It’s just a light-hearted class assignment, right? That’s what you might think about the coursework that drew complaints of sexism from students at Rotman MBA School this week. At issue was an assignment that examined the plight of a ditzy MBA student who’s just been offered a job with her “favourite company of all time,” Tiffany & Co. The job sounds great, but she can’t decide which compensation package to take, so while she dreams of “all the little turquoise boxes” that will soon collect on her shelves, her Yale-educated fiancé Chip helps her work through the math. (Our plucky student isn’t completely hapless with numbers—she rhymes off a few tax figures in a snippet of dialogue quoted in a Toronto Star report on this story, but gets distracted by thoughts of designer footwear.)
The fictional student’s name is Elle Forest, and if that moniker, and this fictional scenario, makes you think of Elle Woods, the clueless lead character in the Reese Witherspoon hit movie Legally Blonde, that’s probably deliberate. But does that make spoofing stereotypes in business school coursework okay? Not according to recent research. Several new studies offer good reasons why professors and business schools should be thinking long and hard about how women are represented—and about how to play with stereotypes in ways that are constructive rather than alienating.
If female business leaders were already frequently depicted in MBA assignments and course studies, and in a broad range of roles —as CEOs, for instance, or working in the capital market jobs that Elle Forest appears to dismiss as boring—this sort of lighthearted exercise might not raise eyebrows. But women are vastly underrepresented. An examination of case studies produced by Harvard Business School—one of the most prodigious distributors of MBA materials—showed that while women represent 41% of Harvard’s MBA class, only 9% of the school’s studies feature women in leading roles. A separate look at award-winning business school cases conducted by Lesley Symons, a graduate of the INSEAD business school, found that women were entirely absent from 45% of them. Furthermore, most studies that did feature a woman gave them little more than a passing mention. “I had to read some of them five times to even notice that a woman had been included, says Symons. Only about 9% showed women in a leadership role.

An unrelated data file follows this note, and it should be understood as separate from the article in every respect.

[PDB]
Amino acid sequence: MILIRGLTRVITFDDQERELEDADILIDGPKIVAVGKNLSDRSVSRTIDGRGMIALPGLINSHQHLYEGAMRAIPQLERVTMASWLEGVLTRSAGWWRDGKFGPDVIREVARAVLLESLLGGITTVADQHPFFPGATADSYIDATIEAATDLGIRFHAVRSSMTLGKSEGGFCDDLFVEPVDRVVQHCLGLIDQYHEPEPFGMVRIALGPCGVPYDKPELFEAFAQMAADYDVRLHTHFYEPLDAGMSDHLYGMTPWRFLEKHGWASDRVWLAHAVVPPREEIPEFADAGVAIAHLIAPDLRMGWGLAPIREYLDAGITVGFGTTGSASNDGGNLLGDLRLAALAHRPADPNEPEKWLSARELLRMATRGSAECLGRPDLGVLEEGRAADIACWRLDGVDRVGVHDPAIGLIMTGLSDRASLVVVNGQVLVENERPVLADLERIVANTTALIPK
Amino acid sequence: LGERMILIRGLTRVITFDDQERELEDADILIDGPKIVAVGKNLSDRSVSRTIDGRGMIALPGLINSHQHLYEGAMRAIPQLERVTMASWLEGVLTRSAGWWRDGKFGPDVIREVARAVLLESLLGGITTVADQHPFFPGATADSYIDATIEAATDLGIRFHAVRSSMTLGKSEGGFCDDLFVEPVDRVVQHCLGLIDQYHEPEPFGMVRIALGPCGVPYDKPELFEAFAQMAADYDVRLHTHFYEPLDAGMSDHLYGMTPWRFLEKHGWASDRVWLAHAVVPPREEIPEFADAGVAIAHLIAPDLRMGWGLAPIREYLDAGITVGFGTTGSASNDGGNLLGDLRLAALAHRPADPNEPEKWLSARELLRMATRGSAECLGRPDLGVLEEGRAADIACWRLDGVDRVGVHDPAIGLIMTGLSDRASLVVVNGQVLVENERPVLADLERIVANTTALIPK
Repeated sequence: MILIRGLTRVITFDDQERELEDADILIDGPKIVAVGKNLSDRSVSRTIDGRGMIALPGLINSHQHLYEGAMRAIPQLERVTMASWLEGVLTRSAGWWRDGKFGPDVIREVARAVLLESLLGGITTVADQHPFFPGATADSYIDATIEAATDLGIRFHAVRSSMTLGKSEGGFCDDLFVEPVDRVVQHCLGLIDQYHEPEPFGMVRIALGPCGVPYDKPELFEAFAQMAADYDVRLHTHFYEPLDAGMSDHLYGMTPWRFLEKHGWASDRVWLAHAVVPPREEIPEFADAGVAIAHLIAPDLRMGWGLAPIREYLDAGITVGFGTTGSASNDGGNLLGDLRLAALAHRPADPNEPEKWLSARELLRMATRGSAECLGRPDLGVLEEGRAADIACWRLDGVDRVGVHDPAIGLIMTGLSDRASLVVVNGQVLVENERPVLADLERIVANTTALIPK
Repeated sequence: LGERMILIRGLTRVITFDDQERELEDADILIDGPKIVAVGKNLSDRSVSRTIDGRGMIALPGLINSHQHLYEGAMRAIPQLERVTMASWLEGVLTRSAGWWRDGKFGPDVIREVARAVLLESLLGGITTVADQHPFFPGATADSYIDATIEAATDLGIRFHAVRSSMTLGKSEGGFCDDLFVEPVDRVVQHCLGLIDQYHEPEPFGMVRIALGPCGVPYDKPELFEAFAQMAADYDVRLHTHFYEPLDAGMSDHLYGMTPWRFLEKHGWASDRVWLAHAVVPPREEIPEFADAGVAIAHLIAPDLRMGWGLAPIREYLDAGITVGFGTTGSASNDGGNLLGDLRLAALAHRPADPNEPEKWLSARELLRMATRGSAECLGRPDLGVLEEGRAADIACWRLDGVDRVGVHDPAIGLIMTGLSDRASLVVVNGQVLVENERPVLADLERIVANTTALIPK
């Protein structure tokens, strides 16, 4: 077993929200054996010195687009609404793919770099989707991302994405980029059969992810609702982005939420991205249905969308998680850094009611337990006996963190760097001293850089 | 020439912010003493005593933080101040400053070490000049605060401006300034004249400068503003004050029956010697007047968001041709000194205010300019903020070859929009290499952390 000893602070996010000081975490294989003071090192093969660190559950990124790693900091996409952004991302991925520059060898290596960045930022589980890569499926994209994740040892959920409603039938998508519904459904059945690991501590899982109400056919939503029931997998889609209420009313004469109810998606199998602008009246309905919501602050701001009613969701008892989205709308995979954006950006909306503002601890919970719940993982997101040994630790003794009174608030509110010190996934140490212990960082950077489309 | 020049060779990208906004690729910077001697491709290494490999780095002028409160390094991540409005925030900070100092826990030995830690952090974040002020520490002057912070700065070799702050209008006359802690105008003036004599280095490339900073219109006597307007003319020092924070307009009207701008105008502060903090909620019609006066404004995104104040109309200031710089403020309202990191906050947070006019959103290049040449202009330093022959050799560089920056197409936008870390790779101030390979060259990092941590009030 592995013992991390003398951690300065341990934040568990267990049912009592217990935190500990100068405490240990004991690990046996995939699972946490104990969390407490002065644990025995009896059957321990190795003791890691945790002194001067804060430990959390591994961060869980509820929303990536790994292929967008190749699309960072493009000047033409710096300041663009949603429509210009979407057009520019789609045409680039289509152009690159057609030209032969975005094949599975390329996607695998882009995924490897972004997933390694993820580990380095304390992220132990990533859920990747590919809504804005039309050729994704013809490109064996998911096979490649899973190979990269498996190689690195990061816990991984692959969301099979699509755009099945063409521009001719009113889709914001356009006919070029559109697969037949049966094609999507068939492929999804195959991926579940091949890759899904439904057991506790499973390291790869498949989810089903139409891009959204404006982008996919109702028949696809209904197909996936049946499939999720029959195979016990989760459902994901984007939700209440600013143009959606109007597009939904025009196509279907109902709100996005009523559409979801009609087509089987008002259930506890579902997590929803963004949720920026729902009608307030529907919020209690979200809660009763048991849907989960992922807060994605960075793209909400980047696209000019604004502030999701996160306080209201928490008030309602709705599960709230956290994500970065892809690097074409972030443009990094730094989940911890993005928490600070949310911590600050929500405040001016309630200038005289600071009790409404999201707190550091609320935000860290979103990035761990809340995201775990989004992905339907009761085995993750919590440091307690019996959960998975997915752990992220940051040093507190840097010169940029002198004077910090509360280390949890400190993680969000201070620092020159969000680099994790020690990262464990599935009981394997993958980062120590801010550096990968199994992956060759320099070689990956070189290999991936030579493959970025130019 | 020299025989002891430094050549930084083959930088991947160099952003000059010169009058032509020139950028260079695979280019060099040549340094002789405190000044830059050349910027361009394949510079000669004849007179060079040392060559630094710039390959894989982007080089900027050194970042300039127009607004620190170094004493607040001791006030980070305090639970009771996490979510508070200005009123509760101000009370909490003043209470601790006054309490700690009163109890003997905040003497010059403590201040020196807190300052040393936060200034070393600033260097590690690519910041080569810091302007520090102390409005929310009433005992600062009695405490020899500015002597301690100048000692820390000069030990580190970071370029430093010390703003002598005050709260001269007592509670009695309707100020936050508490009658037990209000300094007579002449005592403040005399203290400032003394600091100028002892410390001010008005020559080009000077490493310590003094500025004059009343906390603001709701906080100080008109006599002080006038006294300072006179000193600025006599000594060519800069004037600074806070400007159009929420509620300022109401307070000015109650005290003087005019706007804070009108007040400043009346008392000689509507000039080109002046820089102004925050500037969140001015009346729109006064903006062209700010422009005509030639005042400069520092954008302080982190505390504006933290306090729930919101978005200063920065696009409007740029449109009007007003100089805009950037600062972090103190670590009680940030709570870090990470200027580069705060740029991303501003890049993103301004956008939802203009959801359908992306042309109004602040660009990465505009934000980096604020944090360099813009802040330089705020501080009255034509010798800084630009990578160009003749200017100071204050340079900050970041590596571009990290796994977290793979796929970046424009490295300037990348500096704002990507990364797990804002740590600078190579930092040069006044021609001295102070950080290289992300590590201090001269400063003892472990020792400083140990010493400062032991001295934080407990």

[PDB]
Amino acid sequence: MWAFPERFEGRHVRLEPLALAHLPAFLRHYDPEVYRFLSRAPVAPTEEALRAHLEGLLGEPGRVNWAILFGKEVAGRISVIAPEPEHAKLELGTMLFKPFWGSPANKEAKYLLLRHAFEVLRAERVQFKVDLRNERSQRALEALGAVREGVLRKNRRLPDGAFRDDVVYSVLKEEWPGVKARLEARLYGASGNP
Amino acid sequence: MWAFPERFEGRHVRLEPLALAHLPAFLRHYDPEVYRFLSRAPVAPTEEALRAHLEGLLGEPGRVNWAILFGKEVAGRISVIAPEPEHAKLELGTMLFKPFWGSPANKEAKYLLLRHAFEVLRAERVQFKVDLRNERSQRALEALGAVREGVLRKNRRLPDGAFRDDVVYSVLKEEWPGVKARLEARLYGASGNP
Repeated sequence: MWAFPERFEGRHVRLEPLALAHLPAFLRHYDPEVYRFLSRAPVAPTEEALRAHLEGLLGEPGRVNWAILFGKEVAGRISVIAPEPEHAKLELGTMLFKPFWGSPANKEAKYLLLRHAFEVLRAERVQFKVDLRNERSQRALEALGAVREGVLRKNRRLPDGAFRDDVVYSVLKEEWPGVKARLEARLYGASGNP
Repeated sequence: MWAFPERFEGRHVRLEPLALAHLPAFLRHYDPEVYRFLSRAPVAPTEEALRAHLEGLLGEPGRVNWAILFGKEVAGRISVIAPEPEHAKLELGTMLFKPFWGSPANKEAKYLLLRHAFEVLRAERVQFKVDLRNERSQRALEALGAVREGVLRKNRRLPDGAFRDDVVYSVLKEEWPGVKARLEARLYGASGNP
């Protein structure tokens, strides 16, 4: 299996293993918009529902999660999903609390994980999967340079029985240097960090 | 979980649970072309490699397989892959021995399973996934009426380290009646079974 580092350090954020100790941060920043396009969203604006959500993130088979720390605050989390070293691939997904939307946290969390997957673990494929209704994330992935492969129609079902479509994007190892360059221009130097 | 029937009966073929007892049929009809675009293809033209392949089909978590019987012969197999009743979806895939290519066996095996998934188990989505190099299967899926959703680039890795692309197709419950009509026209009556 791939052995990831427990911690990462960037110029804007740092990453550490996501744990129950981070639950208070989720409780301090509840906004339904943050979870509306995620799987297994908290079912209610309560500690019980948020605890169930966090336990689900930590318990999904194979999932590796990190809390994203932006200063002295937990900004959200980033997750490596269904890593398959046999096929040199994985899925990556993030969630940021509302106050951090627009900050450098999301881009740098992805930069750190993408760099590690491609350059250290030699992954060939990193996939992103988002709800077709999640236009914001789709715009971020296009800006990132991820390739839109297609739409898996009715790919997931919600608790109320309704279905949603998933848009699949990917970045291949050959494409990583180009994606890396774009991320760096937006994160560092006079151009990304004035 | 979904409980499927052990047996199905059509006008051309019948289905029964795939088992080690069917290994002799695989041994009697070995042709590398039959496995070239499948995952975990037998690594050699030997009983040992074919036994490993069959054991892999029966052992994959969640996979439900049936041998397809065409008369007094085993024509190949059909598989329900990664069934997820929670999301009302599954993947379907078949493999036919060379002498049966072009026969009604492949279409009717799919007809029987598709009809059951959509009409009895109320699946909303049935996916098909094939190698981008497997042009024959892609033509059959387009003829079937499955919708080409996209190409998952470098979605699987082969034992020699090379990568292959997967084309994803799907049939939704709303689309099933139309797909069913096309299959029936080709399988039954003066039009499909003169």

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The study also found that the women worked in “pink” industries (fashion and family-focused businesses, typically) or pink departments within companies (PR and HR, rather than operations or finance) and that if a woman was featured, she was typically the only female employee represented. Female characters were also described with less detail and at less length than male protagonists.